Dawn Cherie Araujo’s love of writing began at the age of 12 with her first novella, and her love for magazine journalism blossomed in high school where she served as editor of the school magazine and co-editor of the school’s literary magazine.
In 2010, she graduated from Ball State University’s magazine journalism program where she served as assistant editor of Ball Bearings magazine. She will complete her master’s degree in urban and intercultural studies from Cincinnati Bible Seminary in December 2012. Dawn is a member of the Religion Newswriters Association and the International Association of Religion Journalists, and her favorite journalists are Gay Talese and Christiane Amanpour.
When she’s not geeking out about journalism and religion, Dawn is passionate about human rights (particularly as it relates to food workers and child soldiers), Russian literature, and yoga. Dawn is a recent Pinterest convert and likes making her own organic beauty products.
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'Pacem in Terris' — 50 Years Later
On April 11, 1963 Pope John XXIII published an encyclical some initially dismissed as naive and myopic, as too liberal and too lofty. But today, his "Pacem in Terris" is generally lauded as genius and prophetic – well ahead of its time on the issues of human rights, peace, and equality.
As Maryann Cusimano Love, a Catholic professor of international relations, notes, the same year “Pacem in Terris” was published, spelling out the theological mandate for political and social equality for all people, women in Spain were not allowed to open bank accounts, Nelson Mandela was standing trial for fighting apartheid, and Walter Ciszek was serving time in a Soviet gulag simply for being Catholic.
On Monday and Tuesday, the Catholic Peacebuilding Network hosted a two-day conference at the Catholic University of America, commemorating 50 years since the publication of "Pacem in Terris.”
Four Quesitons for Sophoan Rath
Sophoan Rath, survivor of the Khmer Rouge regime
New Film Explores Export of American Culture Wars to Eastern Africa
When Ugandan parliament member, David Bahati, introduced the so-called “Kill the Gays Bill” in 2009, many Americans were shocked, including a group of 60 ecumenical Christian leaders who released a statement deploring the bill.
But as Frank Mugisha told Sojourners magazine earlier this year, what is perhaps more upsetting, albeit little known, is the level of influence American evangelicals have had in crafting Uganda’s violent homophobia.
Academy Award-winning director Roger Ross Williams hopes to put this issue front and center with his new film God Loves Uganda, which made its Washington, D.C., premiere Tuesday night at the Human Rights Campaign headquarters.
The film opens with Rev. Kapaya Kaoma, an Episcopal priest from Boston by way of Zambia, who went to Uganda in 2009 to study the relationship between American conservatives and the Ugandan people. What he found was that “religion was being used to demonize and even to kill.”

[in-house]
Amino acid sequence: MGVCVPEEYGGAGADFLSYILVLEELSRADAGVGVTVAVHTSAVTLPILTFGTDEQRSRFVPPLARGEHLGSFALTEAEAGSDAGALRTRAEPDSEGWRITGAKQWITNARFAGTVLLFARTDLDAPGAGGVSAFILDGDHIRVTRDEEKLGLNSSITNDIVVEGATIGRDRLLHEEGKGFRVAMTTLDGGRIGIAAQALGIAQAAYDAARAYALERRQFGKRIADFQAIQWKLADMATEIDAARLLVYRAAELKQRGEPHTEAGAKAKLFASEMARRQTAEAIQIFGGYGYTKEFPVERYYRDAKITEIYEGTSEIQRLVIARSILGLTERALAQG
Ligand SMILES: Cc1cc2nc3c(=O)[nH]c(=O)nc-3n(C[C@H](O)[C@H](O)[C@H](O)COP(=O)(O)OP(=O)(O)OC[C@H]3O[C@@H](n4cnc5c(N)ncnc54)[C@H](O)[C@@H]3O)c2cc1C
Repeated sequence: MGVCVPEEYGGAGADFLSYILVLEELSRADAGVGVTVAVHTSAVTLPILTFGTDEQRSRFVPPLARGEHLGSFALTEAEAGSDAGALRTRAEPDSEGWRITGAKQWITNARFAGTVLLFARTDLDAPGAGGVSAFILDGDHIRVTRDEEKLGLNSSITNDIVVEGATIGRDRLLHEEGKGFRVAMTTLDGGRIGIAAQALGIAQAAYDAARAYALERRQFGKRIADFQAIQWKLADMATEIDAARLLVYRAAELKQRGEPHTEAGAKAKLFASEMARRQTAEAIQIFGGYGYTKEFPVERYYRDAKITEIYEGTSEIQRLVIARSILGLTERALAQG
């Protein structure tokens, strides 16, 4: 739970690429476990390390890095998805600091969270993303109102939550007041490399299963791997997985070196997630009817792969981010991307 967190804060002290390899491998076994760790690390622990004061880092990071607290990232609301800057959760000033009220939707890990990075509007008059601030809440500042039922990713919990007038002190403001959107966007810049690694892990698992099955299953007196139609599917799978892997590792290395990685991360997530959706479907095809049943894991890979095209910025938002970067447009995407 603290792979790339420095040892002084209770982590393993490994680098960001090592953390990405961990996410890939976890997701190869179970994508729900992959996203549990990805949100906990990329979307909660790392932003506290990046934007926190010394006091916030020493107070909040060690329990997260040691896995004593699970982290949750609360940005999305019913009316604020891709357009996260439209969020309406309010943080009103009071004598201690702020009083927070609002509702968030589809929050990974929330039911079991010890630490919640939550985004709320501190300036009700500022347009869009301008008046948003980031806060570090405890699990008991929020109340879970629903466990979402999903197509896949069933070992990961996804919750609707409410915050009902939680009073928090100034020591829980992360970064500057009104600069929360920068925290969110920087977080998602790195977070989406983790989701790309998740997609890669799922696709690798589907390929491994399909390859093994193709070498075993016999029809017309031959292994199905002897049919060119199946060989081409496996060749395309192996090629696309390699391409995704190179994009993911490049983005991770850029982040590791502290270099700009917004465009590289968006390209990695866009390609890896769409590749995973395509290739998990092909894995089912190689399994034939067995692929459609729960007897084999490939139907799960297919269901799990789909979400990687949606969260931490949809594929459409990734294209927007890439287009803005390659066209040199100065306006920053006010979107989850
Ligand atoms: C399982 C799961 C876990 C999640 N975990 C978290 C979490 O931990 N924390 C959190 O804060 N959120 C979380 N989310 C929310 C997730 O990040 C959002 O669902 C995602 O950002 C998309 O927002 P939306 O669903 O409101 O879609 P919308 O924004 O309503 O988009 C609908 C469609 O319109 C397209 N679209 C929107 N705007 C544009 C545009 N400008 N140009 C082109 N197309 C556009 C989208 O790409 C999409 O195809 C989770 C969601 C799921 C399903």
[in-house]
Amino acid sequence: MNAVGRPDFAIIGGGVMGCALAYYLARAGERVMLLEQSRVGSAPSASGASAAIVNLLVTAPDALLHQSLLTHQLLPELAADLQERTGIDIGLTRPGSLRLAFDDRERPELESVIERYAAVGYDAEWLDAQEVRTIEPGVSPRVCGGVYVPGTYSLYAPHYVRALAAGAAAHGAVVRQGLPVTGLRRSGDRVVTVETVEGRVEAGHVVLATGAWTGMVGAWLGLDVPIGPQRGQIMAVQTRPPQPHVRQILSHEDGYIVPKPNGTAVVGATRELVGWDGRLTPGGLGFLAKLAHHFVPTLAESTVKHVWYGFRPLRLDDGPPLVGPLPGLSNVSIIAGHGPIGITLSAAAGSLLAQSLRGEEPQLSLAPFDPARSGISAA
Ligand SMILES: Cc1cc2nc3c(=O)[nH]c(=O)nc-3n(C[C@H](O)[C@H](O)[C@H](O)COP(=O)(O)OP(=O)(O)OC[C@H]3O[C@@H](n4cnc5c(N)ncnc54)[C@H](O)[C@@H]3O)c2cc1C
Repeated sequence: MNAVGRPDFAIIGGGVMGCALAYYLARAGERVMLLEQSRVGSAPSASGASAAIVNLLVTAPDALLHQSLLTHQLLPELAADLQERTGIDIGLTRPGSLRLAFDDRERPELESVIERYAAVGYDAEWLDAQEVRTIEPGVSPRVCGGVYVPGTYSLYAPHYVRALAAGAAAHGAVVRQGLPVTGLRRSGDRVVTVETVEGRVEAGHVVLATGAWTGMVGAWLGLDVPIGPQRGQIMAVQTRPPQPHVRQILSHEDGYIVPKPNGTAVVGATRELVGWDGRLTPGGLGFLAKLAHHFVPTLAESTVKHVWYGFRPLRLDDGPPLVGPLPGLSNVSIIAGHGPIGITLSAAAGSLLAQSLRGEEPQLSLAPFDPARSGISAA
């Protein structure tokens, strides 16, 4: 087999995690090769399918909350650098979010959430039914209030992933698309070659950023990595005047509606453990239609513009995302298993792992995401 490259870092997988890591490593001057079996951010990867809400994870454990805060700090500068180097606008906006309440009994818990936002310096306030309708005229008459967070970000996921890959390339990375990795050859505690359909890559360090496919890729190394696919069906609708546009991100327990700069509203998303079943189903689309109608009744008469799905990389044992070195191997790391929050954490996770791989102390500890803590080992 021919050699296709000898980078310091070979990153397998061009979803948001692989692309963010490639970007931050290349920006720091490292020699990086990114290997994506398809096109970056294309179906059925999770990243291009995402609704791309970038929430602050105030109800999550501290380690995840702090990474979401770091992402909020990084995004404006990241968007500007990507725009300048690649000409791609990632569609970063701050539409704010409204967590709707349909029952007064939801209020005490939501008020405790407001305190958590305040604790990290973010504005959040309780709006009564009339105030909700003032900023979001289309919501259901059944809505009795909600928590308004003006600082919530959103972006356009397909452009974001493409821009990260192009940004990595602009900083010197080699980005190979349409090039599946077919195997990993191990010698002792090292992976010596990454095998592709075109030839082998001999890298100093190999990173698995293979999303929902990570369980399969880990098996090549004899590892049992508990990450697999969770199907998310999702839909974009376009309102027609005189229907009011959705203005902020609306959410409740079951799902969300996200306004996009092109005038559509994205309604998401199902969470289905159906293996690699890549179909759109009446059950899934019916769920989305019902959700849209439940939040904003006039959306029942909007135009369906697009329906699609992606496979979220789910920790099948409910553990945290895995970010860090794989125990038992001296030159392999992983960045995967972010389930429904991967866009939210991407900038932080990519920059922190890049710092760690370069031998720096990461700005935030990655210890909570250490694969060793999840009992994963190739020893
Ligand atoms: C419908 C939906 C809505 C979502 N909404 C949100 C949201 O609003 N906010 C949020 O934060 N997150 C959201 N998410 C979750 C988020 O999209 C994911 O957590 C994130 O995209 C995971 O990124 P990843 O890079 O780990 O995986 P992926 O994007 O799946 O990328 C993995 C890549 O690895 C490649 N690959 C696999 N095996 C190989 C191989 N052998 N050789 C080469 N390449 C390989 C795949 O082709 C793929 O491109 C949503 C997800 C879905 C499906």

Howard's Liberation Theology Weekend Reflects on Black Church's 'Identity Crisis'
For many pundits and observers, last week’s election proved that a “new normal” has emerged in America: record numbers of women and ethnic minorities were voted into the House and the Senate, and the House will also see its first Hindu representative in January. Voters in Maine and Maryland approved same-sex marriage, and a diverse coalition of social minorities came together to re-elect the nation's first black president.
But for black theologians, the election has also been an occasion to reflect on how the black church faces an identity crisis, losing track of its mission to lead the way in issues of justice and liberation.
“Something happened to the black church after the assassination of Martin Luther King, Jr., in 1968,” said Dr. Gayraud Wilmore, one of the founders of black theology, adding that when King died, it seemed that in black congregations, the enthusiasm for black history and racial identity also died.
And for Wilmore, the last 44 years — even the election and re-election of a black president — have done little to abate this crisis.
Putting Americans behind bars is becoming an increasingly lucrative business.
Weapons of Terror
When the United States dropped atomic bombs on the Japanese cities of Hiroshima and Nagasaki in 1945, the world was ushered into a period of weapons paranoia. The Cold War, of course, was hallmarked by the obsessive weapons one-upmanship of the United States and the Soviet Union.
Who, then, would have thought that in the 21st century, the seeming weapon of choice would not be some sort of super-nuclear missile or an ultra-deadly biological toxin, but that it would, instead, be women?
“Women are being used as weapons of terror,” Dr. Rubina Greenwood told an audience last week at a congressional briefing on the rights of minority women in Pakistan organized by the Hindu American Foundation.
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